Those are two totally different ideas. Here's a quick example to illustrate.

Over the past 12 months, we know that CPI inflation has increased 6.2%. Let's pretend that a year from now we're looking at an October 2022 CPI increase of +3.6%.

From the Fed's point of view, that would (marginally) fit within the "transitory" framework. Inflation spiked up to 6.2% and then gradually receded back to 3.6%. A bit higher than their 2% target, but then again, that was the idea of the shift in 2020 to "average inflation targeting" which would allow inflation to run a bit higher than 2% after years of it lagging that mark.

From the perspective of the man on the street, however, a year of 6.2% inflation followed by a second year of 3.6% inflation is radically different from "prices will go up and then come back down." What those two years of inflation are, in fact, is a 10% price hike on the things they buy in the span of two years. Or perhaps to frame it a little differently, in the case of a retired couple with a small nest egg — it's the theft of 10% of their lifetime savings (via the 10% reduction in their purchasing power). In two years time.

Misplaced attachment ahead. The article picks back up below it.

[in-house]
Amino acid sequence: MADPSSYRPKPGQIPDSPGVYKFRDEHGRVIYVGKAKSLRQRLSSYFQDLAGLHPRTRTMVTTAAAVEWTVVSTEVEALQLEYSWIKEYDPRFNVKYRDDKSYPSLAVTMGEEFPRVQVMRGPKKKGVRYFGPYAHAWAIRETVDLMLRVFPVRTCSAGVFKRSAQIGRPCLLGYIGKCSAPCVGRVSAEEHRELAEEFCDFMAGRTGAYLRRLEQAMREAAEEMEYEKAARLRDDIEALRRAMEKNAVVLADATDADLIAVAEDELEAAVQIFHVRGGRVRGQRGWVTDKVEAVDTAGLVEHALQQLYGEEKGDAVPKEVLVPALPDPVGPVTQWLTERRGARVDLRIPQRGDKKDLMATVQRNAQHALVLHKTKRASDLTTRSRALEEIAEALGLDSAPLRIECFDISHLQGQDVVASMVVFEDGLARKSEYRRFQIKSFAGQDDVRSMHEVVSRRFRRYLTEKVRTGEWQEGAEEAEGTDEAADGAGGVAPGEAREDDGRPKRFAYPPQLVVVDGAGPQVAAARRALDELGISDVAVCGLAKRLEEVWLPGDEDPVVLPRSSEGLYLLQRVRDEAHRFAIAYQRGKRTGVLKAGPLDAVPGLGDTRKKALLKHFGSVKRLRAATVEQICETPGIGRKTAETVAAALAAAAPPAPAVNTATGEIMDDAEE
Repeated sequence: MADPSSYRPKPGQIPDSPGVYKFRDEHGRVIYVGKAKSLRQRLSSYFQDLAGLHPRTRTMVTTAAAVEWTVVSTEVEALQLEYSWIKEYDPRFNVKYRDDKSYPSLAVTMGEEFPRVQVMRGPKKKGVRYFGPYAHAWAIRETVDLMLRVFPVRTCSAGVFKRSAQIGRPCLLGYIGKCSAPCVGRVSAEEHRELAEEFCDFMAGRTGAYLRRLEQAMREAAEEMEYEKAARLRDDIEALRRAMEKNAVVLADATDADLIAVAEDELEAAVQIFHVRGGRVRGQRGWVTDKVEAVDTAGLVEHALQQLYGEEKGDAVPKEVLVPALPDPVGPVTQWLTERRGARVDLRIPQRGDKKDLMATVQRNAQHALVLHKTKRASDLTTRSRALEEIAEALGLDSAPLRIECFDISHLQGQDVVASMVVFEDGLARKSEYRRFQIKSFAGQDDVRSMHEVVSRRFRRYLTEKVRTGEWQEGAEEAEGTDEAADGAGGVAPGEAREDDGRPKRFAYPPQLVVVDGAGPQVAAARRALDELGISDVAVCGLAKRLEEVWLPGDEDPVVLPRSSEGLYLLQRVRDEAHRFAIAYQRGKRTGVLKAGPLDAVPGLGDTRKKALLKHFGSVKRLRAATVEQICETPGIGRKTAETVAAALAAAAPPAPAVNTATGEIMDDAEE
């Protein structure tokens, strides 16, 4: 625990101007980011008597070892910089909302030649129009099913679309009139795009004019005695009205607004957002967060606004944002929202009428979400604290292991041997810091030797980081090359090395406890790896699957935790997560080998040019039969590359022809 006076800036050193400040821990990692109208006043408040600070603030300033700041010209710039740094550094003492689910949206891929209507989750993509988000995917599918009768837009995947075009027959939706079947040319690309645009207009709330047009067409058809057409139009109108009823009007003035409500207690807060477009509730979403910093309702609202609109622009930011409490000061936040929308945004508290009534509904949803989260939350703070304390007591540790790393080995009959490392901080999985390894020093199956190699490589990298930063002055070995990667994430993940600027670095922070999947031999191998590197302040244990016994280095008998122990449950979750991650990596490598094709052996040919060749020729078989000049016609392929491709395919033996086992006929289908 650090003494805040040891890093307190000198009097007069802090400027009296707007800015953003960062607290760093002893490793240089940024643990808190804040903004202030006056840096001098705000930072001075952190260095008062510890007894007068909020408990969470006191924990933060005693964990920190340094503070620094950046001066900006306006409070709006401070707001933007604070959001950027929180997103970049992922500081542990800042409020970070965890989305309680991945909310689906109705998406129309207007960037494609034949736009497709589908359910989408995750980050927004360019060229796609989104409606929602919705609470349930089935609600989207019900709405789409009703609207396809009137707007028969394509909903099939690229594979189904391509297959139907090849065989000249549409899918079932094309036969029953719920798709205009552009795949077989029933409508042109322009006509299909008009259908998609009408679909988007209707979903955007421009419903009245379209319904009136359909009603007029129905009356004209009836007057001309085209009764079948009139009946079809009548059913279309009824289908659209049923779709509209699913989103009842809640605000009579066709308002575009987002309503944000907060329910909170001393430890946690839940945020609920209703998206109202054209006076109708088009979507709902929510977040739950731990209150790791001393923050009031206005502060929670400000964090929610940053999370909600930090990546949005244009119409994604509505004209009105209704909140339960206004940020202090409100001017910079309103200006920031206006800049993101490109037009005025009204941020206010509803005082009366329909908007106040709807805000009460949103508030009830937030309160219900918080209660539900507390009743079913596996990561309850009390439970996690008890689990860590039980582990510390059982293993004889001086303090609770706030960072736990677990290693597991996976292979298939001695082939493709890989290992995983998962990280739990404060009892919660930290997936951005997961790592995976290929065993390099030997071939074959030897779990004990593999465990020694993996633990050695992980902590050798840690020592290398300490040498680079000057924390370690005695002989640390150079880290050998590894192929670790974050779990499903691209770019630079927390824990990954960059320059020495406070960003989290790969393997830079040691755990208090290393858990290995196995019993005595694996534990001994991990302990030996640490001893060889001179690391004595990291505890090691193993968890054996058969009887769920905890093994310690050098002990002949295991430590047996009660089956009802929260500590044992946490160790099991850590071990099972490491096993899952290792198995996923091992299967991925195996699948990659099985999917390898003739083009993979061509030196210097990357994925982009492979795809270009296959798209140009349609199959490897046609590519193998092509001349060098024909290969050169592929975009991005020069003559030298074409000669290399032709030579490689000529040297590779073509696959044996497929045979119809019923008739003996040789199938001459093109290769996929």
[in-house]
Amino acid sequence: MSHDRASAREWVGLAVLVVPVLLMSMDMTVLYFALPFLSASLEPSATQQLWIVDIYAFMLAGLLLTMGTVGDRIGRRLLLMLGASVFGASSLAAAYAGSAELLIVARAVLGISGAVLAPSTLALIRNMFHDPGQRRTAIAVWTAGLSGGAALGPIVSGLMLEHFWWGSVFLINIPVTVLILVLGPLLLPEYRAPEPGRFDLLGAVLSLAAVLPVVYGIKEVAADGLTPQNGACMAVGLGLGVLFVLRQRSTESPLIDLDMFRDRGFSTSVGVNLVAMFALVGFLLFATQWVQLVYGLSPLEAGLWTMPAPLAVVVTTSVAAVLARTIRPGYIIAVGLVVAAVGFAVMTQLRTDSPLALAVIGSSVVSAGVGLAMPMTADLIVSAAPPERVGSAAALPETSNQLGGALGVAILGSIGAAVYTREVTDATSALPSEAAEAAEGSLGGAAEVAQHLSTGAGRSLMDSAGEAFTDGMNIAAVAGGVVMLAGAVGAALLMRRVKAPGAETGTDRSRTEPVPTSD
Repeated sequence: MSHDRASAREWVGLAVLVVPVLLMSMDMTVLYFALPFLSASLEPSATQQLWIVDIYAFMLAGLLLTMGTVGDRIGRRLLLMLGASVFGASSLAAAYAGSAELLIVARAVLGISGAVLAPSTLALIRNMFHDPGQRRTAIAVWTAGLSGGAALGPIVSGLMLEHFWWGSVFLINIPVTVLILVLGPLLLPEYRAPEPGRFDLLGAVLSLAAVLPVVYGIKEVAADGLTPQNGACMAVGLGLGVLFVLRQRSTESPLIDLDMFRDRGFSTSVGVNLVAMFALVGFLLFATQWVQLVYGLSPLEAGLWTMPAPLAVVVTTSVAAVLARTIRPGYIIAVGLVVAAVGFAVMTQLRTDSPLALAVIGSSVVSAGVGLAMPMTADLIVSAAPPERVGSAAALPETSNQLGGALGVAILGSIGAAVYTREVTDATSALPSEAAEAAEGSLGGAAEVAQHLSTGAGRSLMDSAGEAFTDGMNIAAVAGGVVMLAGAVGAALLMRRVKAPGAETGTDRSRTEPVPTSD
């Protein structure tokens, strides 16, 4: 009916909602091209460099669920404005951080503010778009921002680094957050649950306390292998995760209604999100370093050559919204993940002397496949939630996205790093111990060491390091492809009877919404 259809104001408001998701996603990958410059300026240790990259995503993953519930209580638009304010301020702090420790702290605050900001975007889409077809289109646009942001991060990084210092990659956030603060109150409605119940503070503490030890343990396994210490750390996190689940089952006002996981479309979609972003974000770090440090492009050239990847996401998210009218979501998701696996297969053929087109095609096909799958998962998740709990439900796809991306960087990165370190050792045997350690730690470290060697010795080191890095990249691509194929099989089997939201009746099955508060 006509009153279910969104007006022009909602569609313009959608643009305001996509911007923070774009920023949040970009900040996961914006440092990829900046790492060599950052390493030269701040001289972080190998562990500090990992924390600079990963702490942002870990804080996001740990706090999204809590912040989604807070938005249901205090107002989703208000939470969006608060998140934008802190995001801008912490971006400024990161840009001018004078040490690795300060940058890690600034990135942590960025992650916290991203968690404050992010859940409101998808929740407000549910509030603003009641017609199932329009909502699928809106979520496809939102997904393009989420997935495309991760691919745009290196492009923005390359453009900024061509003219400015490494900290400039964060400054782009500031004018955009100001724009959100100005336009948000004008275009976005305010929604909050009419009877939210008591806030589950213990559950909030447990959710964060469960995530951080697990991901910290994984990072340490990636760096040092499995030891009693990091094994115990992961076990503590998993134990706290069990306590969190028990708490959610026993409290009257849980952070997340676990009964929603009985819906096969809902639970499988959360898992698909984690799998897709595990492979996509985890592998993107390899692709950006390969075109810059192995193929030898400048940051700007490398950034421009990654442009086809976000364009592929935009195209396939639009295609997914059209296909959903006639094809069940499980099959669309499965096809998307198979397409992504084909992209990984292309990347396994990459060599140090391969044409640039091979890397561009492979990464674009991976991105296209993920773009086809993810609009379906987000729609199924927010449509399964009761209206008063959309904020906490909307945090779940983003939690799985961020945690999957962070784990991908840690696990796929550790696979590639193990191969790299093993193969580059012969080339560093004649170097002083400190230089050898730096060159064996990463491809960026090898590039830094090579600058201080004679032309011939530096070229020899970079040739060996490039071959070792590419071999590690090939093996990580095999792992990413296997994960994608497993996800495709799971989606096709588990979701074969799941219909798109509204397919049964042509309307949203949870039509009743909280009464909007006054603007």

Kind of gets the blood boiling when we look at it that way, doesn't it? Raises all kinds of uncomfortable questions, like "So what is the appropriate degree of theft inflation?"


That's probably a good place to leave this post, before I get all wild-eyed and start talking about sound money, gold, bitcoin, and Nixon's closing of the gold window 50 years ago...

In closing though, keep in mind that in order for these headline inflation numbers to keep rising, they have to not only hold the price increases of the past year, they have to then exceed them by whatever the new CPI percentage is. That's a good news/bad news scenario.

On the positive side, that's why I'd be surprised to see these CPI figures go significantly higher. I don't expect to see these inflation numbers fall rapidly either, but I doubt we've just hit 6% on the way to 10%. (I reserve the right to amend this statement if the rest of the $3.5T Congressional spending package passes! But I don't think it will.)

On the negative side, you've just learned why a decline in CPI from 6.2% to 4.2% (or whatever) in the months ahead is hardly a "win." Smaller numbers are better than bigger numbers, but they all stack cumulatively.

There's lots more to say about this in terms of how this likely resolves and what the implications are for 2022 as a result. We'll tackle those subjects as we head toward the new year.